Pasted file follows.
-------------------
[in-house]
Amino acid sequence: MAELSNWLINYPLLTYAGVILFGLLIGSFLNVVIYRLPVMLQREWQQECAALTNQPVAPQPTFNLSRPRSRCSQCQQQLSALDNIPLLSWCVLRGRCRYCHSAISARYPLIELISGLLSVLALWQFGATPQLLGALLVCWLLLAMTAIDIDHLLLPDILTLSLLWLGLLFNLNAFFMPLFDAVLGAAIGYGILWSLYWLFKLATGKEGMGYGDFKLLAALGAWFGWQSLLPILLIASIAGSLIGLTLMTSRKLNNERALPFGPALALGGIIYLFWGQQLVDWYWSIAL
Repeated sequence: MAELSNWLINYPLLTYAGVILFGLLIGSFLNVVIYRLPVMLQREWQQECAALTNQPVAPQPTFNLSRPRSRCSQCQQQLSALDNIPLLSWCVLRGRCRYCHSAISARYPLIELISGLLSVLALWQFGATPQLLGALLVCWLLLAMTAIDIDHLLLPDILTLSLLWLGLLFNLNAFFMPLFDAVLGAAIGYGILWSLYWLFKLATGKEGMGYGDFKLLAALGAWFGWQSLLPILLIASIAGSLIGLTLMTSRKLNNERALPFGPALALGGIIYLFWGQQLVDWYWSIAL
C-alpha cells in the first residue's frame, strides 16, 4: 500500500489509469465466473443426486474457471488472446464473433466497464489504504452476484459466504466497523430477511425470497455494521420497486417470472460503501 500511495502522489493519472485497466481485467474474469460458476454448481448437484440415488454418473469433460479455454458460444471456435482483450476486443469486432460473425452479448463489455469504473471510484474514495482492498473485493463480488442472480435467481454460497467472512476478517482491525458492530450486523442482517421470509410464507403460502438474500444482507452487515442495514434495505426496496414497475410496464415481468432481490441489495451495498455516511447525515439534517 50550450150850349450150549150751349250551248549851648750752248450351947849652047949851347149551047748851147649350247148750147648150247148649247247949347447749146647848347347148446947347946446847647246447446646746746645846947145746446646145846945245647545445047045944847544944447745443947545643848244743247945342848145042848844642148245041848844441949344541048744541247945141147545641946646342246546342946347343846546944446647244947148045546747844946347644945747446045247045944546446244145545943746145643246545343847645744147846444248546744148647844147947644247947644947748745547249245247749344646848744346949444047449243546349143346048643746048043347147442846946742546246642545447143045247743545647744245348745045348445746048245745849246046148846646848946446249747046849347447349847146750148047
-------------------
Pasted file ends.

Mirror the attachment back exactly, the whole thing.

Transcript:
[in-house]
Amino acid sequence: MAELSNWLINYPLLTYAGVILFGLLIGSFLNVVIYRLPVMLQREWQQECAALTNQPVAPQPTFNLSRPRSRCSQCQQQLSALDNIPLLSWCVLRGRCRYCHSAISARYPLIELISGLLSVLALWQFGATPQLLGALLVCWLLLAMTAIDIDHLLLPDILTLSLLWLGLLFNLNAFFMPLFDAVLGAAIGYGILWSLYWLFKLATGKEGMGYGDFKLLAALGAWFGWQSLLPILLIASIAGSLIGLTLMTSRKLNNERALPFGPALALGGIIYLFWGQQLVDWYWSIAL
Repeated sequence: MAELSNWLINYPLLTYAGVILFGLLIGSFLNVVIYRLPVMLQREWQQECAALTNQPVAPQPTFNLSRPRSRCSQCQQQLSALDNIPLLSWCVLRGRCRYCHSAISARYPLIELISGLLSVLALWQFGATPQLLGALLVCWLLLAMTAIDIDHLLLPDILTLSLLWLGLLFNLNAFFMPLFDAVLGAAIGYGILWSLYWLFKLATGKEGMGYGDFKLLAALGAWFGWQSLLPILLIASIAGSLIGLTLMTSRKLNNERALPFGPALALGGIIYLFWGQQLVDWYWSIAL
C-alpha cells in the first residue's frame, strides 16, 4: 500500500489509469465466473443426486474457471488472446464473433466497464489504504452476484459466504466497523430477511425470497455494521420497486417470472460503501 500511495502522489493519472485497466481485467474474469460458476454448481448437484440415488454418473469433460479455454458460444471456435482483450476486443469486432460473425452479448463489455469504473471510484474514495482492498473485493463480488442472480435467481454460497467472512476478517482491525458492530450486523442482517421470509410464507403460502438474500444482507452487515442495514434495505426496496414497475410496464415481468432481490441489495451495498455516511447525515439534517 50550450150850349450150549150751349250551248549851648750752248450351947849652047949851347149551047748851147649350247148750147648150247148649247247949347447749146647848347347148446947347946446847647246447446646746746645846947145746446646145846945245647545445047045944847544944447745443947545643848244743247945342848145042848844642148245041848844441949344541048744541247945141147545641946646342246546342946347343846546944446647244947148045546747844946347644945747446045247045944546446244145545943746145643246545343847645744147846444248546744148647844147947644247947644947748745547249245247749344646848744346949444047449243546349143346048643746048043347147442846946742546246642545447143045247743545647744245348745045348445746048245745849246046148846646848946446249747046849347447349847146750148047